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Winter road trips are not too different from summer ones. You can run into bad weather or road closures in any season. But here is my advice for long-haul driving in the winter:

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1) Service your car before you leave – snow tires are essential, oil change of course, and keep a thick wool blanket in the car (in case you need to nap). It’s probably a good idea to have emergency stuff like jumper cables, fluorescent triangles, shovel and traction mats (although I don’t have the latter), but there are plenty of websites you can visit for these kinds of lists.

2) Don’t have a fixed schedule. You need to pace yourself according to road conditions and weather, and if you have a daily goal, you could stress overly or drive beyond your need to rest.

3) It’s easier to find accommodation at this time of year, so no need to book ahead. When you NEED to stop, then search for what’s available nearby (booking.com has great deals and you can book a hotel or motel in your price range immediately). Some days, I just drove through the night (45 hours straight once – I saw two sunrises!), stopping for one-hour naps (with my blanket) every now and then. When I’d had enough, I pulled into the nearest small town and had a comfortable bed at an inn within half an hour.

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4) Remember daylight hours are short. I wouldn’t, however, start at the crack of dawn because it’s too cold, roads can be icy and if you’re going through a big town or city, you’ll run into morning rush hour. Best avoided. I generally start at 9:30 or 10. I don’t mind driving at night, but in British Columbia, you might want to avoid driving after dark: the sun goes down behind the mountains early and wild animals are a real hazard. So keep distances short in the Rockies.

5) You probably don’t want to drive north of Lake Superior in the winter. That’s one long, lonely, twisty, “no service” road. You can go through Michigan (Chicago, or directly south of Lake Superior through northern Michigan state), Minnesota and North Dakota. The prairies can be bitterly cold and windswept. Watch weather forecasts and stay ahead of storms, and be aware of icy roads. At some point, you will need to turn north, and it’s going to be a long and lonely and probably icy trek. Try to do it in the daylight. Drive slowly and test your brakes on the roads.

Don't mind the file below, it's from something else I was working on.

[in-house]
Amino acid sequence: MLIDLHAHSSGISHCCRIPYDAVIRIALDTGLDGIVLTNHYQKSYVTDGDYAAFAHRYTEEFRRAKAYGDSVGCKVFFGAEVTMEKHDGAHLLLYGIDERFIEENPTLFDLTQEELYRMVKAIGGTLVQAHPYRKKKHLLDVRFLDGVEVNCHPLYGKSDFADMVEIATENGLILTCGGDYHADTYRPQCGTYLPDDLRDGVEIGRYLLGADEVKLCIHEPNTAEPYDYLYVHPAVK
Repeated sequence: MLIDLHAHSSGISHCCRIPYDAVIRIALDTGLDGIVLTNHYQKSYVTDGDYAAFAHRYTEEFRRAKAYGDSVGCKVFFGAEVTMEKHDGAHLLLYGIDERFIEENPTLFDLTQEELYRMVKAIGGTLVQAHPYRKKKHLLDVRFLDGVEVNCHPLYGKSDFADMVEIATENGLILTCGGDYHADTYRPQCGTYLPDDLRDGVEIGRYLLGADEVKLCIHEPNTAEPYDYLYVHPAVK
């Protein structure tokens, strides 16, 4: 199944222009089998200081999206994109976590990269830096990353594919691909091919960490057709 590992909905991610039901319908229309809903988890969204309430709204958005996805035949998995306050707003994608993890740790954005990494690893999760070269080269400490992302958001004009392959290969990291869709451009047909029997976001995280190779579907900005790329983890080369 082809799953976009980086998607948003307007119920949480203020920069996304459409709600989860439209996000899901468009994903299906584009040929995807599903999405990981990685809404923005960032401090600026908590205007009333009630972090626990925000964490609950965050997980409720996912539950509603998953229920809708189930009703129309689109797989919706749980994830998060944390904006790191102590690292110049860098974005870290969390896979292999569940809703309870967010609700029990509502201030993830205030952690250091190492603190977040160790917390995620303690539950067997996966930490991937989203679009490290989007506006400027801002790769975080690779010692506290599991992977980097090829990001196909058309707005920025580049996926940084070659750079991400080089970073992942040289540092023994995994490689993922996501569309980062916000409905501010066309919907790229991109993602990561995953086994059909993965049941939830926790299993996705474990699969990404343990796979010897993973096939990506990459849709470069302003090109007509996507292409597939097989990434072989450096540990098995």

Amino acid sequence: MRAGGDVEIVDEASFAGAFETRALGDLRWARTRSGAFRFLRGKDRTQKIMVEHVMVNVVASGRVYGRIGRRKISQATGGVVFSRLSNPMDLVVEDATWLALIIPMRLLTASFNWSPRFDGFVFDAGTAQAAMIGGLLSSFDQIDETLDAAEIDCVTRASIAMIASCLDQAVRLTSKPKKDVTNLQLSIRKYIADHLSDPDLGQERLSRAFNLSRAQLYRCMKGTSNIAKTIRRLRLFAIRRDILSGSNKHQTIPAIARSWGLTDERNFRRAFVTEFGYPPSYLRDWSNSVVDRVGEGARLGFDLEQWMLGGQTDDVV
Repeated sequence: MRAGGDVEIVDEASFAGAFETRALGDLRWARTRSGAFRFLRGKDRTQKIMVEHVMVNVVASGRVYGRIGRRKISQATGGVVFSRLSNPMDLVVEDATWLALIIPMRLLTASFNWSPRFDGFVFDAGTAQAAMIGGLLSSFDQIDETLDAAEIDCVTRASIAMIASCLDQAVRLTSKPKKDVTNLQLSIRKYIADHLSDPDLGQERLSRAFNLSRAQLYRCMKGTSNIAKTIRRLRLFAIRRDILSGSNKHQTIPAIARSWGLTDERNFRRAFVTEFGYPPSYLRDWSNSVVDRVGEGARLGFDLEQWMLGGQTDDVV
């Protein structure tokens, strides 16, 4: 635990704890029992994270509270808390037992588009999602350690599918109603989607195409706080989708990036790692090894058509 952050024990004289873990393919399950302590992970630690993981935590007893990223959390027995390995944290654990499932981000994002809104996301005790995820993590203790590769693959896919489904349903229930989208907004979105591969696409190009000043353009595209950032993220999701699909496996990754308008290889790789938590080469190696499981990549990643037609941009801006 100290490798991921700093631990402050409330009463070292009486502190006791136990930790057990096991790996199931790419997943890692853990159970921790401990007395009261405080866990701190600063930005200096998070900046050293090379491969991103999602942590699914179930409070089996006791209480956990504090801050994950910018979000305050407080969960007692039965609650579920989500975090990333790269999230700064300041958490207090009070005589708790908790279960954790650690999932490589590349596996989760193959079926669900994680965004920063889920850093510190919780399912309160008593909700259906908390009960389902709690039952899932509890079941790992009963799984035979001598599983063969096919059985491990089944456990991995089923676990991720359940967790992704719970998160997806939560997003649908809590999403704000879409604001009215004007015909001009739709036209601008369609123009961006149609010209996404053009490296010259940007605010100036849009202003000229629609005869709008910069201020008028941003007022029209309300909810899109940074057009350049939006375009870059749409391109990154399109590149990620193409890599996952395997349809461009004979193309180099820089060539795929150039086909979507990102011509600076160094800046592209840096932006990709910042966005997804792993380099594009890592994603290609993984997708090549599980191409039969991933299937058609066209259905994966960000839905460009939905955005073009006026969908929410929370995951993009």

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6) The worst conditions to be aware of are blowing snow or soft snow on the road that whips up with passing vehicles. This is the most dangerous. When a vehicle is about to pass or a big transport is coming towards you in these conditions, slow to a crawl or even pull over. A veil of snow in front of you can completely blind you for long enough to put you in the ditch. Don’t risk it.

following-truck-at-night7) In bad weather and/or at night, position yourself a very safe distance behind a transport — leaving enough room to stop comfortably if the vehicle you’re following should hit an animal or stop suddenly – but close enough that the transport’s rear lights are your guiding light. These drivers travel at a steady pace and at safe speeds and they know the roads. Plus, they generally know you’re following them and will warn you of trouble ahead by flashing their lights.

8) Schedule trips over the Rocky Mountain passes for the warmest time of the day (early afternoon) when the sun is high. Check road conditions and weather forecasts. Be prepared to reroute or stop.

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9) Don’t always rely on your GPS in case you lose service. Have a list of the roads you need to take or where you need to get to that day. Either copy GPS directions onto paper before you start out, or use a real map.

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10) Finally, learn to recognize signs of sleepiness. Falling asleep at the wheel is a real possibility and can be deadly or at the very least extremely frightening. Long-distance driving can be mesmerizing to the point you don’t even realize how sleepy you are. Be mindful. Take frequent breaks, for gas, bathroom breaks and walkabouts. Don’t use drive-ins. Stop your car and get out. Often, a 15-minute nap is all you need to refresh and continue.